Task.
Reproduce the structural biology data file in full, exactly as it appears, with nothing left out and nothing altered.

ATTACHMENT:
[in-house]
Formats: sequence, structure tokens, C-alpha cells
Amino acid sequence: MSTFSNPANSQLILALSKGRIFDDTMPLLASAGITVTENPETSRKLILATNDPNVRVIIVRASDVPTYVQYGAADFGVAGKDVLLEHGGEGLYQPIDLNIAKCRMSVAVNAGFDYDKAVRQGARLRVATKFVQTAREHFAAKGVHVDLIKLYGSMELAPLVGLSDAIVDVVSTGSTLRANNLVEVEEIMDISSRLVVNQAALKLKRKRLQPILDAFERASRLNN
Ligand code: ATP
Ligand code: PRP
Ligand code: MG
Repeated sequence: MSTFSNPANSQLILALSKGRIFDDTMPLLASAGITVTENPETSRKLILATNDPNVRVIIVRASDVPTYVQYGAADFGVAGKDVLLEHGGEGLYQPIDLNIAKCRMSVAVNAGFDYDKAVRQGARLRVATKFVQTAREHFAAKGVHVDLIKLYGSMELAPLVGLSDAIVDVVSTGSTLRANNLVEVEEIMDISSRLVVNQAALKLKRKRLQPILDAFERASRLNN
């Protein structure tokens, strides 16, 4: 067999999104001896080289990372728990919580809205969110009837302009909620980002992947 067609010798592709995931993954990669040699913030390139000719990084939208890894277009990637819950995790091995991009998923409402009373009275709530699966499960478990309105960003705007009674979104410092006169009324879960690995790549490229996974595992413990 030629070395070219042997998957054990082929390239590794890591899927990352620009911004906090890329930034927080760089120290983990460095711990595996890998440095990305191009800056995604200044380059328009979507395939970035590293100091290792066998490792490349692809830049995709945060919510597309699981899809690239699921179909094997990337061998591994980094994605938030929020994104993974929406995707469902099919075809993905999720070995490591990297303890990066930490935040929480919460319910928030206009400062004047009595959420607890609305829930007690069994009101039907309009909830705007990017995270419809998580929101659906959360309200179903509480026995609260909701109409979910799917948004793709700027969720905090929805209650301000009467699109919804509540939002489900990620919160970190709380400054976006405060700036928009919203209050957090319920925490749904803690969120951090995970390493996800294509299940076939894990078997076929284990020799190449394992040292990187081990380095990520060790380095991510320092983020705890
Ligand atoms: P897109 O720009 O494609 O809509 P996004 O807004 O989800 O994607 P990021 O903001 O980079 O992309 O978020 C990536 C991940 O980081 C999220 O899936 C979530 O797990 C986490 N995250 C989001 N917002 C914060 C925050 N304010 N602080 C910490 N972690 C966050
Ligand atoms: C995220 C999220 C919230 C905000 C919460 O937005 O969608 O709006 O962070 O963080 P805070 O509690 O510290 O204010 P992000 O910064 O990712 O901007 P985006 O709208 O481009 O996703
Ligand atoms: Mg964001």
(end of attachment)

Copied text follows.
[in-house]
Formats: sequence, structure tokens, C-alpha cells
Amino acid sequence: MSTFSNPANSQLILALSKGRIFDDTMPLLASAGITVTENPETSRKLILATNDPNVRVIIVRASDVPTYVQYGAADFGVAGKDVLLEHGGEGLYQPIDLNIAKCRMSVAVNAGFDYDKAVRQGARLRVATKFVQTAREHFAAKGVHVDLIKLYGSMELAPLVGLSDAIVDVVSTGSTLRANNLVEVEEIMDISSRLVVNQAALKLKRKRLQPILDAFERASRLNN
Ligand code: ATP
Ligand code: PRP
Ligand code: MG
Repeated sequence: MSTFSNPANSQLILALSKGRIFDDTMPLLASAGITVTENPETSRKLILATNDPNVRVIIVRASDVPTYVQYGAADFGVAGKDVLLEHGGEGLYQPIDLNIAKCRMSVAVNAGFDYDKAVRQGARLRVATKFVQTAREHFAAKGVHVDLIKLYGSMELAPLVGLSDAIVDVVSTGSTLRANNLVEVEEIMDISSRLVVNQAALKLKRKRLQPILDAFERASRLNN
């Protein structure tokens, strides 16, 4: 067999999104001896080289990372728990919580809205969110009837302009909620980002992947 067609010798592709995931993954990669040699913030390139000719990084939208890894277009990637819950995790091995991009998923409402009373009275709530699966499960478990309105960003705007009674979104410092006169009324879960690995790549490229996974595992413990 030629070395070219042997998957054990082929390239590794890591899927990352620009911004906090890329930034927080760089120290983990460095711990595996890998440095990305191009800056995604200044380059328009979507395939970035590293100091290792066998490792490349692809830049995709945060919510597309699981899809690239699921179909094997990337061998591994980094994605938030929020994104993974929406995707469902099919075809993905999720070995490591990297303890990066930490935040929480919460319910928030206009400062004047009595959420607890609305829930007690069994009101039907309009909830705007990017995270419809998580929101659906959360309200179903509480026995609260909701109409979910799917948004793709700027969720905090929805209650301000009467699109919804509540939002489900990620919160970190709380400054976006405060700036928009919203209050957090319920925490749904803690969120951090995970390493996800294509299940076939894990078997076929284990020799190449394992040292990187081990380095990520060790380095991510320092983020705890
Ligand atoms: P897109 O720009 O494609 O809509 P996004 O807004 O989800 O994607 P990021 O903001 O980079 O992309 O978020 C990536 C991940 O980081 C999220 O899936 C979530 O797990 C986490 N995250 C989001 N917002 C914060 C925050 N304010 N602080 C910490 N972690 C966050
Ligand atoms: C995220 C999220 C919230 C905000 C919460 O937005 O969608 O709006 O962070 O963080 P805070 O509690 O510290 O204010 P992000 O910064 O990712 O901007 P985006 O709208 O481009 O996703
Ligand atoms: Mg964001």